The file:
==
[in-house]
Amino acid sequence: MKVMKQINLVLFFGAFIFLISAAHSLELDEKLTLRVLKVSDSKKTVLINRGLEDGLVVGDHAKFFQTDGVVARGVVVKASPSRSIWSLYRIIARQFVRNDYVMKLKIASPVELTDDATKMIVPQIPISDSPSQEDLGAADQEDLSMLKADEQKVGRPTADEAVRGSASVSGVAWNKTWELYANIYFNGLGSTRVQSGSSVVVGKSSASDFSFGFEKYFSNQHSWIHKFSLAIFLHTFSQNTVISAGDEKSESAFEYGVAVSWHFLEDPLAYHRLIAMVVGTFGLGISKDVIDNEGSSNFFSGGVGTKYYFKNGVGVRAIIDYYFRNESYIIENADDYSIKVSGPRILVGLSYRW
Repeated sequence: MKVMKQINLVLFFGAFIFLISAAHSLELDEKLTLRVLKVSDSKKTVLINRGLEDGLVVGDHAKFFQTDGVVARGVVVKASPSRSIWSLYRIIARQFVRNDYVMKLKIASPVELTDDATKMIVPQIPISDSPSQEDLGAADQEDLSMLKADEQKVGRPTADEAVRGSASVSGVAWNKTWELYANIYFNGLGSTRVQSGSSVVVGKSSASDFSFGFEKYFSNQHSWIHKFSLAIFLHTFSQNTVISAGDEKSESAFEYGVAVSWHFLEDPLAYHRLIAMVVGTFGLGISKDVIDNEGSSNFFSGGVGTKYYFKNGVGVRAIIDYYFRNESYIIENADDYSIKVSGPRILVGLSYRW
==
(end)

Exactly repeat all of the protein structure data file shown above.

[in-house]
Amino acid sequence: MKVMKQINLVLFFGAFIFLISAAHSLELDEKLTLRVLKVSDSKKTVLINRGLEDGLVVGDHAKFFQTDGVVARGVVVKASPSRSIWSLYRIIARQFVRNDYVMKLKIASPVELTDDATKMIVPQIPISDSPSQEDLGAADQEDLSMLKADEQKVGRPTADEAVRGSASVSGVAWNKTWELYANIYFNGLGSTRVQSGSSVVVGKSSASDFSFGFEKYFSNQHSWIHKFSLAIFLHTFSQNTVISAGDEKSESAFEYGVAVSWHFLEDPLAYHRLIAMVVGTFGLGISKDVIDNEGSSNFFSGGVGTKYYFKNGVGVRAIIDYYFRNESYIIENADDYSIKVSGPRILVGLSYRW
Repeated sequence: MKVMKQINLVLFFGAFIFLISAAHSLELDEKLTLRVLKVSDSKKTVLINRGLEDGLVVGDHAKFFQTDGVVARGVVVKASPSRSIWSLYRIIARQFVRNDYVMKLKIASPVELTDDATKMIVPQIPISDSPSQEDLGAADQEDLSMLKADEQKVGRPTADEAVRGSASVSGVAWNKTWELYANIYFNGLGSTRVQSGSSVVVGKSSASDFSFGFEKYFSNQHSWIHKFSLAIFLHTFSQNTVISAGDEKSESAFEYGVAVSWHFLEDPLAYHRLIAMVVGTFGLGISKDVIDNEGSSNFFSGGVGTKYYFKNGVGVRAIIDYYFRNESYIIENADDYSIKVSGPRILVGLSYRW